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Civil engineering in the news - Monday 24 November

The credit crunch is delaying a wide range of local authority projects backed by private finance. It is also hampering many councils’ ability to improve efficiency, according to a survey of 200 local authorities by 4Ps, the body that helps them deliver public-private partnerships...

...More than a third of local authorities believe current financial instability will have a large impact on projects ranging from urban regeneration, housing and leisure facilities to waste management projects whose timely completion is critical if councils are not to face fines for excessive landfill - Financial Times

Two out of three jobs created since 1998 have been in parts of the economy dominated by public services, casting a fresh light on Labour's economic stewardship, an FT investigation shows. The dominance of the public sector has been so pronounced that in some areas the number employed in the private sector fell between 1998 and 2006 in spite of the strength of the economy over that period - Financial Times

Britain is at "real risk" of power shortages as a result of attempts to shirt to more environmentally friendly methods of electricity production, a report has said. The study, carried out by Capgemini, a global energy consultancy firm, also claims that electricity generation has fallen to its lowest level in 10 years – The Daily Telegraph

More than 195,000 wind turbines will spring up outside homes across Britain over the next 12 years after the Government pledged to pay people for generating their own electricity, according to energy advisers. A "feed-in tariff" will be introduced to ensure that any household generating power through renewable sources such as wind, solar or biomass would be paid for the energy they produce as part of measures to tackle climate change – The Daily Telegraph

One of Dubai’s most senior financiers and property bosses has admitted that the emirate is vulnerable to the global financial downturn. As world business leaders meet for the four-day annual Dubai International Financial Centre (DIFC) Week, Mohammed al Abbar a member of the Dubai Executive Council and chairman of Emaar Properties, said: "Dubai is not immune to the problems caused by the global financial crisis, but the region is better placed than most to deal with the issues arising." – The Daily Telegraph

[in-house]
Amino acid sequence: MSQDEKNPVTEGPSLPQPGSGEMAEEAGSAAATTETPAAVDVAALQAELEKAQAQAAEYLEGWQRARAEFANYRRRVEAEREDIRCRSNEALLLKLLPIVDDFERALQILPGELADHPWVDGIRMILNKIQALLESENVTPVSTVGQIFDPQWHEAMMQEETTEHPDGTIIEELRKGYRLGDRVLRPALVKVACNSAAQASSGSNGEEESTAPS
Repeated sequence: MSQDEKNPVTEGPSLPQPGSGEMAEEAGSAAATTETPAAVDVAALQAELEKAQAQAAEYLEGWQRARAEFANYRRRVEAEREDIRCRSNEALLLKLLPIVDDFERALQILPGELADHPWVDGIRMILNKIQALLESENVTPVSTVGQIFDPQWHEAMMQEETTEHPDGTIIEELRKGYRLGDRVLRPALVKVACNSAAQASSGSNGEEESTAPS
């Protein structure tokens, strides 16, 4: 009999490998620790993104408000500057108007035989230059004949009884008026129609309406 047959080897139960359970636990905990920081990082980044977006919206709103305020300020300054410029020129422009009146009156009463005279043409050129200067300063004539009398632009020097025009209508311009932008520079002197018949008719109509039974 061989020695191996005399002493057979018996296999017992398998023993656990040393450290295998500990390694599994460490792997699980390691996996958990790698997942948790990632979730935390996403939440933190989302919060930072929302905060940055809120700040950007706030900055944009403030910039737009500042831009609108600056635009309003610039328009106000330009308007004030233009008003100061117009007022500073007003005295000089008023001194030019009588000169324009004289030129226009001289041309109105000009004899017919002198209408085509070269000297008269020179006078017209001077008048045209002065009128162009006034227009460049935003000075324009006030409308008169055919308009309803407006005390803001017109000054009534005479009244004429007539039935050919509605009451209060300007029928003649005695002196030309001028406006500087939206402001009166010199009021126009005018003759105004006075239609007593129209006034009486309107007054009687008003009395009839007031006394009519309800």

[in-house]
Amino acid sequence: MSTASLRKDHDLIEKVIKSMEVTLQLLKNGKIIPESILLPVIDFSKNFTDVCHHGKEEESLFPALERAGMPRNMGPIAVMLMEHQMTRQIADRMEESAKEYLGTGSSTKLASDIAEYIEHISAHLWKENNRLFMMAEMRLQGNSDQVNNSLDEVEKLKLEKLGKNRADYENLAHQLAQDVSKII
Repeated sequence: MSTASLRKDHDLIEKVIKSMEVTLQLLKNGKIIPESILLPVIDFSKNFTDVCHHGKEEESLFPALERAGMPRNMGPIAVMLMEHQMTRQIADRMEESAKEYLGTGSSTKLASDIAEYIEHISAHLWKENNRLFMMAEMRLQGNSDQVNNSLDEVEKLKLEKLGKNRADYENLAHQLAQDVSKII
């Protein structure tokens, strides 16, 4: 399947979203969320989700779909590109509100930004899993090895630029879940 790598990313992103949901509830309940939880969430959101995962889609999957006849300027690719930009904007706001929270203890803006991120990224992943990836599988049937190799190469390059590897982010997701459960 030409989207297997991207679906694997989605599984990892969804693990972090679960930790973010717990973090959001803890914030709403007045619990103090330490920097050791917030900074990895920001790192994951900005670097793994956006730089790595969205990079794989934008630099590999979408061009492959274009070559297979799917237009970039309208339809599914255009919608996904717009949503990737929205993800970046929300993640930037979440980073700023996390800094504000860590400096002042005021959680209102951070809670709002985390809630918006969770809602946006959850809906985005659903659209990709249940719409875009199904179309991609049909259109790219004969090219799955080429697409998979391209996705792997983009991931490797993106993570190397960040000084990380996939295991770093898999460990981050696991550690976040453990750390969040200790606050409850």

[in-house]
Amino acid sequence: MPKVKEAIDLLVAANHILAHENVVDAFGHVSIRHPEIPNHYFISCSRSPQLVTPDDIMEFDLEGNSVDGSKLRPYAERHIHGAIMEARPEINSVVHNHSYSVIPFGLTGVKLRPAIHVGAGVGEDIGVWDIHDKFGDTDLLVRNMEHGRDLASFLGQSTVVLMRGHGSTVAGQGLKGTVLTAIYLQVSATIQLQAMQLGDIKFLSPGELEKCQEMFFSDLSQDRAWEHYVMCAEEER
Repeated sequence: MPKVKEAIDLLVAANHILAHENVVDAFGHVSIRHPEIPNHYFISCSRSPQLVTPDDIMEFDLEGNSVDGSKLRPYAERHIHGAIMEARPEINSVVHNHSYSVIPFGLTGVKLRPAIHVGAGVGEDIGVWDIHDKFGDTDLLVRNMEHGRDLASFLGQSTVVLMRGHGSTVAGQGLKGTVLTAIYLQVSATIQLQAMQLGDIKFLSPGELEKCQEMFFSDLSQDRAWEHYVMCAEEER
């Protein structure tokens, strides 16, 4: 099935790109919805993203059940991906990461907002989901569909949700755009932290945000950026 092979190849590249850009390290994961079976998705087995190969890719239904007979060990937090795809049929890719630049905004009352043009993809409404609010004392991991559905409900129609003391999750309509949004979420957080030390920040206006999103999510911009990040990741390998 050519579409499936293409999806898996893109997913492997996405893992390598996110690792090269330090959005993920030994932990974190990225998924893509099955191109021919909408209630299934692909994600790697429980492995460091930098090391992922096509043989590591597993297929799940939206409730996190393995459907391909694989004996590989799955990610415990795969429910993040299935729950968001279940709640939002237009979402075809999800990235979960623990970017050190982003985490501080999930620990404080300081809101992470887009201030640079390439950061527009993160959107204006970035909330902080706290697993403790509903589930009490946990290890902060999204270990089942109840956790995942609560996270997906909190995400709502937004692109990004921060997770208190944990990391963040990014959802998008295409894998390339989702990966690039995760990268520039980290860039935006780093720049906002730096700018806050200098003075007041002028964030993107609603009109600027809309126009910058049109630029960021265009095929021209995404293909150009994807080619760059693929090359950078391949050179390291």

In the desert of southern Spain, 20 miles outside Seville, more than 1,000 mirrors are being carefully positioned. Each is about half the size of a tennis court, so the adjustments will take time. But when they are complete in a few weeks, it will mark a major moment in the quest for renewable energy. The mirrors are part of the world’s biggest solar tower plant, a technology that reflects sunlight to superheat water at a central tower, Once this £67M plant is inaugurated in January, it will generate 20MW of electricity, enough to power 11,000 Spanish homes. – The Guardian

The sale of land regarded as prime sites for the next generation of nuclear power stations will be launched this week by the Nuclear Decommissioning Authority. The three sites are adjacent to existing or closed atomic power stations. The NDA, which manages the operation and clean-up of 19 government-owned nuclear sites, will be selling farmland at Oldbury in Gloucestershire, Bradwell in Essex, and Wylfa on Anglesey - Financial Times

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